The Future of Internet

Around Y2K a friend and I had an idea for a phone that works over the Internet by connecting to USB. The time was not so great because of that bubble. A few years later Skype did it.

After that I went into the area of media and Internet video and broadcasting. Part of this was the experimental broadcast of Israeli Channel 10 on this site: http://ttvv.tv. There were two applications that I could think of at the time. The first is a storage that lets people share their video clips online - this is YouTube. The second application is a radio or TV channel with multiple sources. This means that everyone can bring their own content to the public, live. This was not really implemented yet and we only have web-blogs today. Perhaps one day a shopping center would has a video room for kids to broadcast their content after school..

About four to five years back I had a vision of all network routers in an organization becoming a cloud. You can read about this by searching the web for patents with my name on them. Today everybody is considering cloud as the near future of computer systems.

What I really want to talk about is the next step after it. The future of Internet in two to four years from today.

First and foremost anonymity will be gone. Gone or at least cast a side. Today we log in to most of the websites and most verify our email address. IP addresses can pin-point out location to the area of a city and very often a street, the company we work for, and this is widely public for every website to use. Facebook gave a face for the people we talk to and we can choose not to chat with people we do not know. People who do not log in to facebook can't interact with anyone. I am anonymous right now - you don't know where I am and where I work, and still you know more about me than anyone I meet at the shopping center near my house. You read my blog, you have a picture of my face, and you know what I think about many things. Anonymity allows people to feel free over the web but the truth is that Google knows who you are when you are browsing the web. They need this to help you with your search results and with ads. Websites know who you are, that you came back, what other sites you visited, and who sent you. The Internet started with anonymity for porn but in fact most porn sites will not only keep track over you but will also make the best effort to install a spyware on your computer so they can keep better track over you.

We can still be anonymous in the web but we can also be anonymous in a dark alley - nobody is going to recognize you there. The question is what kind of interaction are you willing to have with people who wish to stay completely anonymous...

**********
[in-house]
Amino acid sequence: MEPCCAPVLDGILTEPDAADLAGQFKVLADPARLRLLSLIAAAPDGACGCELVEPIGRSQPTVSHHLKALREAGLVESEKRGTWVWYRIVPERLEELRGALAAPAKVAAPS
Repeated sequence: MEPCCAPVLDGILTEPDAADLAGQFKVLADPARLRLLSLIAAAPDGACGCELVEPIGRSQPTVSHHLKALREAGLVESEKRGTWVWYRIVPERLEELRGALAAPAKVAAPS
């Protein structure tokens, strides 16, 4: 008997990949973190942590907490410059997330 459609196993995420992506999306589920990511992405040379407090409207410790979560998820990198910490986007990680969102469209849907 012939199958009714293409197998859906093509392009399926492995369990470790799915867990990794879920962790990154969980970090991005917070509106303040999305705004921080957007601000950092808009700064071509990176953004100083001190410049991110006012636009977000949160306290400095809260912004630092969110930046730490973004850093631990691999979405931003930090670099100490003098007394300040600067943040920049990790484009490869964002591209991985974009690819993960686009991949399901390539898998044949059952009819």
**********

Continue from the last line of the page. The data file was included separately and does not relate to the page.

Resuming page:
The other side of innovation in the Internet and web, which will soon link to the first, is Cloud. I am not talking about cloud computing, rather it is cloud as a concept. We have a few clouds today, for example e-Mule is a cloud in which everyone can donate their file resources. You contribute more - you get more. DNS servers in the Internet operate as a cloud. When we think of machines working together we like it. It feels right. This is because our community is a cloud. Family is cloud, friends are cloud, every group of people who agree to share, who agree to give in exchange for receiving operate as a cloud, as a collective.

Next step for the Internet then is to let me identify the people around me so we can agree on cooperation. If I can locate the people near me then I get more out of the cloud. If I play online with the guy next door then he is more likely inclined to give me a cup of sugar when I am out of. You get more if your communities overlap. Friends are members of your community. Kids today have more friends online that face to face, this is because they are part of more online communities than otherwise. The more committed you are and more involved with a community you are better privileges. Communities also have leaders.

If I have a nice song that I wrote I cannot share that with the rest of the world on my own. I need to find a website, a place where people with the same interest meet. A while back I had to go to a club to play chess with other people. Today I can do it online by using an application that searches for someone else with interest in the same game. Gamers also have communities and you usually play online with your username. Today I have to go to a website to find out about new songs. Google cannot search for a song I wrote on my computer. I need to use a central server to publish that. Or do I?

Why can't I publish my work? I wrote a nice application and I want other programmers to benefit from this code. I share information I get better access to other resources that the community (or cloud) has to offer. Why do I need a web server to share files? Why can't I borrow web-server services from the community in exchange for sharing my computer as a web-server?

The Internet has no owner and anonymity is basic. Both arguments are false because you cannot do anything without being identified, and everywhere you go online you are dependent on web-site owners. They might want to delete your post or comment, they might agree to publish your work... The real Internet begins when everyone has an equal share. Like a Kibbutz, just like communism only you are the owner of your resources and you will only give them willingly - like democracy.

The time to start is now.
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